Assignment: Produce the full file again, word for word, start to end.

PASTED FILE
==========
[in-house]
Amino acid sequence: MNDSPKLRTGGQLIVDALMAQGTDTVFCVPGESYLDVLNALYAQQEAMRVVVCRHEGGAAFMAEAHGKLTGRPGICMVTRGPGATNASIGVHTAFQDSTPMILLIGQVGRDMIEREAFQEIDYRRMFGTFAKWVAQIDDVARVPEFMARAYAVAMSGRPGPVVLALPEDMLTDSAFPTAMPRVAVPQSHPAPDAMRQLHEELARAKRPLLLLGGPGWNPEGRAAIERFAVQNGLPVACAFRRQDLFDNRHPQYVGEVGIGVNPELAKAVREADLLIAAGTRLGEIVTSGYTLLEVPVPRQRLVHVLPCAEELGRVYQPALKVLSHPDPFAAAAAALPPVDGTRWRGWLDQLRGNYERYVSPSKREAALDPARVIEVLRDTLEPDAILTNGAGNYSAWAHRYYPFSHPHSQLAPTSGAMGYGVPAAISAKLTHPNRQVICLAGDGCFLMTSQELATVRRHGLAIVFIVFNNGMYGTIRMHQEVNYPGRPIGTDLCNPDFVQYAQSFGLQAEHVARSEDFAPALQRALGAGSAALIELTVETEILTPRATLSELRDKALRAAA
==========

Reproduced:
[in-house]
Amino acid sequence: MNDSPKLRTGGQLIVDALMAQGTDTVFCVPGESYLDVLNALYAQQEAMRVVVCRHEGGAAFMAEAHGKLTGRPGICMVTRGPGATNASIGVHTAFQDSTPMILLIGQVGRDMIEREAFQEIDYRRMFGTFAKWVAQIDDVARVPEFMARAYAVAMSGRPGPVVLALPEDMLTDSAFPTAMPRVAVPQSHPAPDAMRQLHEELARAKRPLLLLGGPGWNPEGRAAIERFAVQNGLPVACAFRRQDLFDNRHPQYVGEVGIGVNPELAKAVREADLLIAAGTRLGEIVTSGYTLLEVPVPRQRLVHVLPCAEELGRVYQPALKVLSHPDPFAAAAAALPPVDGTRWRGWLDQLRGNYERYVSPSKREAALDPARVIEVLRDTLEPDAILTNGAGNYSAWAHRYYPFSHPHSQLAPTSGAMGYGVPAAISAKLTHPNRQVICLAGDGCFLMTSQELATVRRHGLAIVFIVFNNGMYGTIRMHQEVNYPGRPIGTDLCNPDFVQYAQSFGLQAEHVARSEDFAPALQRALGAGSAALIELTVETEILTPRATLSELRDKALRAAA